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Producing Spaghetti Plots using R

April 6th, 2007 by James · 11 Comments

If you wish to analyse longitudinal data sometimes it is helpful to plot each experimental subject’s data at each timepoint to get a feel for the patterns or trends. You can often learn more from this raw data than a boxplot or line graph of the means. I am a habitual SPSS user but have found myself limited with it’s capabilities. In this short article, aimed at SPSS users who are new to R, I will show you how to produce a ‘Spaghetti Plot’ using R.

For this example I have measurements of 50 patient’s serum rhubarb concentrations after ingestion of a large rhubarb based meal. Data is recorded at several time-points: 0,3,6 and then every 6 months. Many of the patients do not have observations at each timepoint. The current data Format in SPSS is

ID Time Rhubarb
1 0 32.3
1 3 32.3
1 6 12.1
1 12 123
2 0 12.2
2 3 32.6
.. .. ..
50 12 34

However to plot this in SPSS you need turn the data into long format using

Menu>>Data>>Restructure>>Case to Variables

to give you this format:-

Month Rhubarb1 Rhubarb2 Rhubarb3 Rhubarb4
0 12.7 32.3 32.3 32.3
3 34.1 32.3 32.3 32.3
.. .. .. .. ..
12 12.1 123 32.3 34

When you have your data in this format you can use

Menu>>Graphs>>Line Charts>>Multiple>> "Values of individual Cases"

Then place Time as the Category label and “Lines Represent” as “Rhubarb1, Rhubarb2, etc”. This will give you the following graph. (I have only plotted a few cases for simplicity)

The major flaw with this graph is that the x-scale is ordinal rather than being a continuous scale..really I would like to see the distance between month 0 and 3 half the distance between 6 and 12. The only possible solution in SPSS is to plot the data as a multiple overlay scatter plot with interpolation lines. This works for a few subjects but is tedious for more than a couple and I have found impossible for 50.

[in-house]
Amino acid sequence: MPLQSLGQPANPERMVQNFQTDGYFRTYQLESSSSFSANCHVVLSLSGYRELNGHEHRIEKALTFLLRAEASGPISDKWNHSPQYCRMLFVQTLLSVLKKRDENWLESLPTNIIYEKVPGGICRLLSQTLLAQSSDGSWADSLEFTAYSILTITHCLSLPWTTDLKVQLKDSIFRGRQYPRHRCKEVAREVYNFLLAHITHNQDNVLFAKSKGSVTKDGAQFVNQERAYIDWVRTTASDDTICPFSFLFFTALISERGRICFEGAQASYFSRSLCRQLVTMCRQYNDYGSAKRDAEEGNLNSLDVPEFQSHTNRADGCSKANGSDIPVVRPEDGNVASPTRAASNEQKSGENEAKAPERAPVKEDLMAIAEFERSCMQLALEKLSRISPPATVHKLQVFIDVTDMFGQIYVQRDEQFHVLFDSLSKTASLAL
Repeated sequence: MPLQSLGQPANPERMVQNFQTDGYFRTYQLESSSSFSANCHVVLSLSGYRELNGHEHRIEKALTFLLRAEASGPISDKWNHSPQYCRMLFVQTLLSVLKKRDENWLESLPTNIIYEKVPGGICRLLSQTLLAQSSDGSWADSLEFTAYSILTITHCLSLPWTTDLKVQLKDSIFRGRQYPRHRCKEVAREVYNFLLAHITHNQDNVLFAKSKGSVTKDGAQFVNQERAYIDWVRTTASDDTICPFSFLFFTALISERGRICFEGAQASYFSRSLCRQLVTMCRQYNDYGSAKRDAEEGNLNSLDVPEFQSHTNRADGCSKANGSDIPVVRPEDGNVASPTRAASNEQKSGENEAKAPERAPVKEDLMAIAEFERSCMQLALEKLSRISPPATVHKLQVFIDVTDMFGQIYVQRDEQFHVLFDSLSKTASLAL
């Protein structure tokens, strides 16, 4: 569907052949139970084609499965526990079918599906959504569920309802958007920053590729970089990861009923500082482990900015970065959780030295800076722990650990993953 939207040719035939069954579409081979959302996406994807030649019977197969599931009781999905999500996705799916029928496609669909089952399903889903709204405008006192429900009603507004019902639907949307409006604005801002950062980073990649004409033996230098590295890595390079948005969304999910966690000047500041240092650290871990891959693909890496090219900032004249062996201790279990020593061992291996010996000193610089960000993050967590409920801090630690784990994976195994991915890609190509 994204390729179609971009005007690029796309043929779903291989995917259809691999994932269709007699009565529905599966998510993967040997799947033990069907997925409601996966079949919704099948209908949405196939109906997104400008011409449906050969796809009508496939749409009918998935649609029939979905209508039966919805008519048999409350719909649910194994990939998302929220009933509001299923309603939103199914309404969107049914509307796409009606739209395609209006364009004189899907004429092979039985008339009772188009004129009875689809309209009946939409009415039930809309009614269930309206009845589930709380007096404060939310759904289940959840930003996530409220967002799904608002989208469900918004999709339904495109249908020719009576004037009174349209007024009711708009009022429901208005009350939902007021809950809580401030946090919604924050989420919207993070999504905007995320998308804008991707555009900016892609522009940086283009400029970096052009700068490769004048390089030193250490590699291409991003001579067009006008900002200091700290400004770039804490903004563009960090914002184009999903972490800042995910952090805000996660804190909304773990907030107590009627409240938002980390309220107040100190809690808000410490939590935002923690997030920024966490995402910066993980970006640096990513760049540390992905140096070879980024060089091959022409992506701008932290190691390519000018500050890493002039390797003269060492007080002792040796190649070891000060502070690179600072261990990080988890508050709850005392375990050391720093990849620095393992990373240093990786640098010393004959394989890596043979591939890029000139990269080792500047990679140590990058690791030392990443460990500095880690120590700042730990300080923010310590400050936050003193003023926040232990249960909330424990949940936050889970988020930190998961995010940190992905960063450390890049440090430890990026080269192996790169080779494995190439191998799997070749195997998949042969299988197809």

My solution is to use R (R-Project for Statistical Computing). R is an open-source programming environment that is well suited to statistics and graphical applications. You can visit the R website here. (To produce this graph you do not need to learn R, you can do it by cutting and pasting.)

Once you have downloaded R you need to save your SPSS file in a tab delimited format (.DAT). Do this using the Save as dialog in SPSS. A library is available to import SPSS files directly, but that is beyond the scope of this article.

Luckily R can cope with your data in Long or univariate format.

The code to produce the graph is below, you will need to edit the input path of the input and export files, and also change the field names from ID, Time, Rhubarb etc. Then just cut and paste into R and press return to generate the PDF

#Open Lattice Library
#Load tab delimited file with headers for Field names
data1 <-read.table("D:/Documents and Settings/Nerd/Desktop/Rhubarb.dat",header = TRUE ,sep = "\t")
#Set output to PDF and set output path and filename
pdf("D:/Documents and Settings/Nerd/Desktop/Output.pdf",width=8)
#Plot data by Month
xyplot(Rhubarb ~ Time, groups = ID,
data = data1,
type = "l" ,xlab="Months from Study Start",ylab="Plasma Rhubarb mg/dl",
scales =list(x=list(at=c(0,3,6,12))))
#Close the PDF